Center for Responsible Nanotechnology: Wise-Nano

The Center for Responsible Nanotechnology's (CRN) Wise-Nano project is "a collaborative website to study the facts and implications of advanced nanotechnology." The website is designed for researchers and intended to encourage collaboration worldwide and "to build an understanding of the technologies, their effects, and what to do about them." From this website, visitors can ask and answer questions, join or start a project, create, review, edit, or expand on articles, contribute to discussions, or find collaborators for research. The website offers an innovative approach to promote dialogue on hot topics in nanotechnology. Basically, someone poses a question and proposes a project to investigate, people gather to work on the project, which leads to articles. Although articles can also be added separately from any project, the point is that "any user can work to improve any article." For example, the main page highlights current "hot debates," which are then presented in an editable format that allows readers to make changes to the interactive articles directly online. Ultimately, this leads to a series of white papers, K-16 curricula, and other documents as well as, ideally, inspiring new projects. [VF]

University of Washington: Robotics and State Estimation Lab [pdf]

The Robotics and State Estimation Lab at the University of Washington is "interested in the development of embedded computing systems that interact autonomously with their environment in an intelligent way." The lab investigates probabilistic methods and their application to mobile robotics in order to "develop rich yet efficient methods for representing uncertainty and for reasoning under uncertainty." They evaluate these methods through application in mobile robot localization, map building, exploration, and multi-robot collaboration. Their work includes an evaluation of the CentiBots Project (see MET Report, May 9, 2003), which is posted here. Visitors are invited to view several animations illustrating particle filters and their extensions used in the study of state estimation and learning in areas such as people tracking and high-level activity recognition. Descriptions and video footage provide a nice overview of the lab's projects, such as RoboCup, Ubiquitous computing, Mapping and Exploration, and Museum Tour-guide Robots. Publications, which include reports, articles, book chapters, and workshop presentations, can be viewed and downloaded from the project pages or within the Publications section. [VF]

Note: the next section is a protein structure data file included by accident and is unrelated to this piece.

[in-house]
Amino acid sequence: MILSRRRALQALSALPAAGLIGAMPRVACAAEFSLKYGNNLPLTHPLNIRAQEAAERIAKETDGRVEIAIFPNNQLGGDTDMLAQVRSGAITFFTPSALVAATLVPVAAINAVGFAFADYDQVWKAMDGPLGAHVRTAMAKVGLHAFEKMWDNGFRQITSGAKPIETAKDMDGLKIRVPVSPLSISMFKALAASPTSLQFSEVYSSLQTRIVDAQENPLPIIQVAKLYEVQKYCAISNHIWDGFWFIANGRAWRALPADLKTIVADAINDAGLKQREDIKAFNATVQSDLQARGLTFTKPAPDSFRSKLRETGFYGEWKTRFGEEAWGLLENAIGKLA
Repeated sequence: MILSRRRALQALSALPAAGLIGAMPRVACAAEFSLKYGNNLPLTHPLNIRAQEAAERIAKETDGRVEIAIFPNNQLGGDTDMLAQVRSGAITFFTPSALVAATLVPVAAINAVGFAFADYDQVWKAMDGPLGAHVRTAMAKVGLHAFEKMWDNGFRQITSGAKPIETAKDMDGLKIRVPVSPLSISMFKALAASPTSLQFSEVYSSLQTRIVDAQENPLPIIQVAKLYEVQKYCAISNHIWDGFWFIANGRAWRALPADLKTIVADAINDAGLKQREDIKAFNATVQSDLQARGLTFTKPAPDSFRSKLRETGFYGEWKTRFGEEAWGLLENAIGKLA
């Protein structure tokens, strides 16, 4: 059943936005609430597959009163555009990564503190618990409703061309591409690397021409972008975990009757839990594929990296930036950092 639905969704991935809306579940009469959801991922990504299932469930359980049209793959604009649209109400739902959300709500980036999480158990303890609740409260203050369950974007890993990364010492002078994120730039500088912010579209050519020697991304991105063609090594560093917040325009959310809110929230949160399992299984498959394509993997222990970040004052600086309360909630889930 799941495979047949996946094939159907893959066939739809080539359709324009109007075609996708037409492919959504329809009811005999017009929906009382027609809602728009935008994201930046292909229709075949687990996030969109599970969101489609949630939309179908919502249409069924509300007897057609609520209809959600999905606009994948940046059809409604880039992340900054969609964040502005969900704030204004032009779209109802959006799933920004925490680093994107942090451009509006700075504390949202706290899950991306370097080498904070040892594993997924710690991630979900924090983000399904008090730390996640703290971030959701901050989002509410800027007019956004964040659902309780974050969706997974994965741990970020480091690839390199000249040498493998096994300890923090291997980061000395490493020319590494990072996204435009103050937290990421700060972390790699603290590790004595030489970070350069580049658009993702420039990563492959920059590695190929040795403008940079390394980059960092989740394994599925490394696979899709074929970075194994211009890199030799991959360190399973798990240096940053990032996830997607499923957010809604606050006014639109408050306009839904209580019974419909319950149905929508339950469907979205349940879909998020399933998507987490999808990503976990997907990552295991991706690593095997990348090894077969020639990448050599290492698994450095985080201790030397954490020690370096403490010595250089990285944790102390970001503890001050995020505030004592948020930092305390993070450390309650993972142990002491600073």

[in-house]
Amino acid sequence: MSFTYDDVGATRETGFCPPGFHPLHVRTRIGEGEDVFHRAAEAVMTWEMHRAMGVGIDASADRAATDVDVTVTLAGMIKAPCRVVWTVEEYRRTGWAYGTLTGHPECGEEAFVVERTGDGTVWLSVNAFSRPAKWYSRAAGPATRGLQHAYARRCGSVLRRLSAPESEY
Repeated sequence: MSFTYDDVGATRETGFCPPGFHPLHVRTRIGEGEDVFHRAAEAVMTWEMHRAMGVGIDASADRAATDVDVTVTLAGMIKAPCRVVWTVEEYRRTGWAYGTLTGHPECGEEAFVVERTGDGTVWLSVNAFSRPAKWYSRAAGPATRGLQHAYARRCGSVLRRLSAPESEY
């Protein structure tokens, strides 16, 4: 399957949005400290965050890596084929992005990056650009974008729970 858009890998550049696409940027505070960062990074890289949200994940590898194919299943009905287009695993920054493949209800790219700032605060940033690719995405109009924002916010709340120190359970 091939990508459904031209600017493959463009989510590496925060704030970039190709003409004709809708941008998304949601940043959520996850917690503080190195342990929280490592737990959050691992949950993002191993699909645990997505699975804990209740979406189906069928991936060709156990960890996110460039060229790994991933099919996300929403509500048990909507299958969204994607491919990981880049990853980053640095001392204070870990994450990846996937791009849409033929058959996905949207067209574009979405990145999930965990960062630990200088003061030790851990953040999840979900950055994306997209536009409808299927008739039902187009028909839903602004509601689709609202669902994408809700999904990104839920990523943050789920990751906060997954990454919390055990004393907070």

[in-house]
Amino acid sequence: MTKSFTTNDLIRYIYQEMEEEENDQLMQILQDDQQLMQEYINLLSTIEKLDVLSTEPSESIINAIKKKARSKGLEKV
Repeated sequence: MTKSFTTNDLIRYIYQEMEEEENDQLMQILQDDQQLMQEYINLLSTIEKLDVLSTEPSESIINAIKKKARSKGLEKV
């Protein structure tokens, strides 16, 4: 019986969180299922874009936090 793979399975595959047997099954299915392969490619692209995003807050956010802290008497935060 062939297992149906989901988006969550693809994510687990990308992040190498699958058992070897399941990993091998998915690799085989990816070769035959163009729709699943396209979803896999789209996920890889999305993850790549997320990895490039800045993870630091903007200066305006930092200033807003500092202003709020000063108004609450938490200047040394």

NASA: Machine Learning Systems [pdf]

The Machine Learning Systems (MLS) Group at NASA's Jet Propulsion Laboratory conducts basic and applied research with a focus on finding "software solutions to hard problems requiring data mining, knowledge discovery, pattern recognition, and automated classification and clustering." In particular, they are building systems based on learning algorithms to be applied in the analysis of scientific data generated by NASA and JPL instruments and to develop technologies relevant for adaptive systems and autonomous spacecraft. Projects on bioinformatics, multi-angle imaging, and data transmission are described here. Several research papers are also available to download. [VF]

Mathsoft Resources

Mathsoft is a company offering consulting services and products to "help organizations create manageable engineering information." The Mathsoft Resources section includes an "eclectic" collection of unsolved mathematics problems and a series of Math Constants Essays. The essays reflect the organization's fascination with the appearance of certain constants, which "echo throughout mathematics, in seemingly independent ways." The site discusses how these constants from various subdisciplines of mathematics characterize the structure of mathematics, "just as physical constants provide 'boundary conditions' for the physical universe." They also offer a selection of links to websites with statistics, engineering and math resources. [VF]

Mathematics of Information Technology and Complex Systems